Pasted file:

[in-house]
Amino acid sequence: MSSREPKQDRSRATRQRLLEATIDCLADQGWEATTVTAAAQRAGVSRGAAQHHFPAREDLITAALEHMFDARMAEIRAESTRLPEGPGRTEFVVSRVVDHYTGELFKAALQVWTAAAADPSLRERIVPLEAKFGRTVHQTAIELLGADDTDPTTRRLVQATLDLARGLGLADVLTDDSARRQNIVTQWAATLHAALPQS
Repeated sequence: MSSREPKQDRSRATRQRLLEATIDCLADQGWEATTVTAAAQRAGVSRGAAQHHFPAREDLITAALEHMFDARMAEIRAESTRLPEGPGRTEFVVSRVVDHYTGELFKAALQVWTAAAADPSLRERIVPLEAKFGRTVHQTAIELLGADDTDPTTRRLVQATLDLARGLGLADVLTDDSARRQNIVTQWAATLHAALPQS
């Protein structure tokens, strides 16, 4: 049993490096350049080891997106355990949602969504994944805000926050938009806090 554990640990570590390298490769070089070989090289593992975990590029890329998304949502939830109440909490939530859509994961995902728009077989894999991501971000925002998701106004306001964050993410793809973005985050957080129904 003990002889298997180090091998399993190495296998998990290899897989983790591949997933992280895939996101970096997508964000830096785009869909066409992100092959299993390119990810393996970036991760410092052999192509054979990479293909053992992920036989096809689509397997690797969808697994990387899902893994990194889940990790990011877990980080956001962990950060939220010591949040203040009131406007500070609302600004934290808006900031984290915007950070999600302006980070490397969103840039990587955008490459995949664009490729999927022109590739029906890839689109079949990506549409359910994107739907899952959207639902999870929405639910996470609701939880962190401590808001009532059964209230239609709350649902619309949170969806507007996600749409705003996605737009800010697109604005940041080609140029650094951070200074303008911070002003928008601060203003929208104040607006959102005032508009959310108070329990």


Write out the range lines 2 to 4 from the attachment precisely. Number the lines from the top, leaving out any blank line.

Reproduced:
Amino acid sequence: MSSREPKQDRSRATRQRLLEATIDCLADQGWEATTVTAAAQRAGVSRGAAQHHFPAREDLITAALEHMFDARMAEIRAESTRLPEGPGRTEFVVSRVVDHYTGELFKAALQVWTAAAADPSLRERIVPLEAKFGRTVHQTAIELLGADDTDPTTRRLVQATLDLARGLGLADVLTDDSARRQNIVTQWAATLHAALPQS
Repeated sequence: MSSREPKQDRSRATRQRLLEATIDCLADQGWEATTVTAAAQRAGVSRGAAQHHFPAREDLITAALEHMFDARMAEIRAESTRLPEGPGRTEFVVSRVVDHYTGELFKAALQVWTAAAADPSLRERIVPLEAKFGRTVHQTAIELLGADDTDPTTRRLVQATLDLARGLGLADVLTDDSARRQNIVTQWAATLHAALPQS
């Protein structure tokens, strides 16, 4: 049993490096350049080891997106355990949602969504994944805000926050938009806090 554990640990570590390298490769070089070989090289593992975990590029890329998304949502939830109440909490939530859509994961995902728009077989894999991501971000925002998701106004306001964050993410793809973005985050957080129904 003990002889298997180090091998399993190495296998998990290899897989983790591949997933992280895939996101970096997508964000830096785009869909066409992100092959299993390119990810393996970036991760410092052999192509054979990479293909053992992920036989096809689509397997690797969808697994990387899902893994990194889940990790990011877990980080956001962990950060939220010591949040203040009131406007500070609302600004934290808006900031984290915007950070999600302006980070490397969103840039990587955008490459995949664009490729999927022109590739029906890839689109079949990506549409359910994107739907899952959207639902999870929405639910996470609701939880962190401590808001009532059964209230239609709350649902619309949170969806507007996600749409705003996605737009800010697109604005940041080609140029650094951070200074303008911070002003928008601060203003929208104040607006959102005032508009959310108070329990």